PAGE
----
Report

4/21/2011

The passing of the Constitution of Kenya of 2010 and its promulgation on August 27, 2010, heralds the deep desire of Kenyans, as individuals and communities, to live in a society that respects and protects their liberties and livelihoods without discrimination. With respect to transitional justice, it seeks to heal society, facilitate exit from authoritarianism, and establish a just society based on the rule of law.

Date published: 
Fri, 10/01/2010 - 14:46

4/21/2011

The legacy of systematic human rights violations committed during violent conflict and repressive rule can reach well into the new order. Transitional justice can help societies address the past through prosecutions, truthseeking, reparations for victims and institutional reform. Justice in this sense includes and goes beyond criminal justice, encompassing broader notions of accountability and redress.

Date published: 
Tue, 06/01/2010 - 14:32

4/21/2011

The International Center for Transitional Justice (ICTJ), together with the University of Western Ontario Faculty of Law and the Permanent Mission of Canada to the United Nations, hosted an Expert Group Meeting entitled Closing the International and Hybrid Criminal Tribunals: Mechanisms to Address Residual Issues on 4-5 February 2010 in New York.

Date published: 
Mon, 03/01/2010 - 14:27

4/21/2011

Truth commissions present an important venue for children’s voices to be heard and for their needs to be addressed. The more challenging questions are specific to each context – which settings are most appropriate, what risks are involved, what do the children have to gain and how will the process affect them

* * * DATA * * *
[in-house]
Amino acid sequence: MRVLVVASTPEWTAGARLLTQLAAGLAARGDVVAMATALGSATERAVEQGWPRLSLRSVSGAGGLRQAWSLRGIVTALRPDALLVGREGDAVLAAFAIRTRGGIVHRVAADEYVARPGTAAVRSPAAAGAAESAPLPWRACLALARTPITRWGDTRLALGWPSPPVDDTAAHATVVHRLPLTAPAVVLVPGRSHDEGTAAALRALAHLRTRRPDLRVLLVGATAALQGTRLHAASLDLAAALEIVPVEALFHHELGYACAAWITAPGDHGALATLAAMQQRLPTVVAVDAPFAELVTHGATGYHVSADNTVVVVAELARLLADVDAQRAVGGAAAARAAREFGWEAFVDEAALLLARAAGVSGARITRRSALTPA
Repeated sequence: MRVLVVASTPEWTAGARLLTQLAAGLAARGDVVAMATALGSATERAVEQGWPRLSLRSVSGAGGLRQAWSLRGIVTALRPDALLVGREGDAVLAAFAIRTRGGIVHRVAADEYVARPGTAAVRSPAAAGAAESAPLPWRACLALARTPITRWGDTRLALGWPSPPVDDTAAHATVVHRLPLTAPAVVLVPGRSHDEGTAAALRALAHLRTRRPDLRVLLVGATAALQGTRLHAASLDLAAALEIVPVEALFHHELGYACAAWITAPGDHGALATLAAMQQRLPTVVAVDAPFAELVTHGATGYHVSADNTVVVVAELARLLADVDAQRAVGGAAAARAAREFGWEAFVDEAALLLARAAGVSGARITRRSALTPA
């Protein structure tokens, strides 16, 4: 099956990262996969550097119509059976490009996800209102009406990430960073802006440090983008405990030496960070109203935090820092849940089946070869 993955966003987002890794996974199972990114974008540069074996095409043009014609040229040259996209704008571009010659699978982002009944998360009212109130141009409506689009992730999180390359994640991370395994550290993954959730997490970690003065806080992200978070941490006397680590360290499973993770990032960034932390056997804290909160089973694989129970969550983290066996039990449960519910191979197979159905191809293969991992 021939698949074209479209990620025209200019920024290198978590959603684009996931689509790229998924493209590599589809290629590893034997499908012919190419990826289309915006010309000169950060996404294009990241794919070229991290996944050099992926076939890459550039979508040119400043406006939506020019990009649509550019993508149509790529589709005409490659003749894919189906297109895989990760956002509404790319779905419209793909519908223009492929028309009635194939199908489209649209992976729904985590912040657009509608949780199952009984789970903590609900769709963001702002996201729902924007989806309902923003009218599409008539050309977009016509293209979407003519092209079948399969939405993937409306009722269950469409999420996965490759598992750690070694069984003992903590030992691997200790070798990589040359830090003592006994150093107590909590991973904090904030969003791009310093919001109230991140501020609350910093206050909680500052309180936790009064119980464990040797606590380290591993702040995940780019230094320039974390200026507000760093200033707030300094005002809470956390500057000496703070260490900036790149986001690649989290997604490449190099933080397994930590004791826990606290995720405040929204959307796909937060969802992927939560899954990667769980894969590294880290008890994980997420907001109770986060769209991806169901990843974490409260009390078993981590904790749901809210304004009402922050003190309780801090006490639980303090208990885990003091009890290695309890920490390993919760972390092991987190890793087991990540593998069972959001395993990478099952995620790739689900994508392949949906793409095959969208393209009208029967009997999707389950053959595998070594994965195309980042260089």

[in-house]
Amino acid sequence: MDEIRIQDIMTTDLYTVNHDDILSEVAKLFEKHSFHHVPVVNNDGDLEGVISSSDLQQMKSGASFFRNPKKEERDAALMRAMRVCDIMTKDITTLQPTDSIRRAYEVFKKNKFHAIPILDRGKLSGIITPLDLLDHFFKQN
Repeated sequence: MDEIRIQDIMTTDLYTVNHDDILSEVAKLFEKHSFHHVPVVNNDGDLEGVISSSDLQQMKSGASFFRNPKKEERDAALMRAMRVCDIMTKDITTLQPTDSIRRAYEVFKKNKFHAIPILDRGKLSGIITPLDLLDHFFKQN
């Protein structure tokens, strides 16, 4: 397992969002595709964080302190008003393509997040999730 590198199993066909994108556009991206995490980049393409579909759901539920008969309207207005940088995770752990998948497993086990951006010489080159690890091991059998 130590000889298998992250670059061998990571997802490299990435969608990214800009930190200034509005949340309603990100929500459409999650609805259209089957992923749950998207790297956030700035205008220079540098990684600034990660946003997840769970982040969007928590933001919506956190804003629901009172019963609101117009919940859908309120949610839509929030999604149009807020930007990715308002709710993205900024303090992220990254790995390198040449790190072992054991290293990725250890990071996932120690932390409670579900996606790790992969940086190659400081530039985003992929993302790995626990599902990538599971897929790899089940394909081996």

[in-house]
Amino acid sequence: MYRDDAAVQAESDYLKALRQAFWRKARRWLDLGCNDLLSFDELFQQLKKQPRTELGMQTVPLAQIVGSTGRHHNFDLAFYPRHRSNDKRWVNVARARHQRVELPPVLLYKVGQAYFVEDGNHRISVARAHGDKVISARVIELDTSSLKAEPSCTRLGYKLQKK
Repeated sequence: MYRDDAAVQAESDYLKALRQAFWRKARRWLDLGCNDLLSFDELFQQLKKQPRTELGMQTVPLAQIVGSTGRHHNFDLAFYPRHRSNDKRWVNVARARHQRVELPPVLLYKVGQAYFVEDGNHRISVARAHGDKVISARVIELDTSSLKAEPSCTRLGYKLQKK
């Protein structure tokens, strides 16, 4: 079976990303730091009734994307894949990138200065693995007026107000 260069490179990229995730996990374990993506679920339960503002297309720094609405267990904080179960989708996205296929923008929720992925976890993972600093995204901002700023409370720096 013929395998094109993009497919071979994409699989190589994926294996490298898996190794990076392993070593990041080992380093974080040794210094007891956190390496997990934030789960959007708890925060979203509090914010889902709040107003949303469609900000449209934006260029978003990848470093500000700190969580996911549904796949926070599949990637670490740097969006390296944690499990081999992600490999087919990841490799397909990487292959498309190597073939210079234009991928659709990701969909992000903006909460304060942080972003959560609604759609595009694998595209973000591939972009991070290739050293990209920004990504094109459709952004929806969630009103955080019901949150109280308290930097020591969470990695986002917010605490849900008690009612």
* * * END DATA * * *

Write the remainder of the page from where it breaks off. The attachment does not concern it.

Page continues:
Date published: 
Sun, 08/01/2010 - 14:03

4/20/2011

This publication, written for the UNDP, provides operational guidelines on the implementation of vetting programs in post-conflict societies.

Date published: 
Sun, 01/01/2006 - 14:30

3/4/2011

This reports examine the role of memorials in transitional justice processes, based on research conducted in the Acholi and Lango subregions of northern Uganda. It offers recommendations to those planning memorial activities on how to achieve the highest impact.

Date published: 
Fri, 03/04/2011 - 06:30

11/1/2009

The report documents that practices that included slamming detainees into walls, extended sleep deprivation, suspending them by the arms, forced nudity, threats, prolonged shackling in uncomfortable positions and disrespect of the Qur'an, were the result of officially sanctioned policies and, as such, should be regarded as "system crimes."

Date published: 
Sun, 11/01/2009 - 15:53

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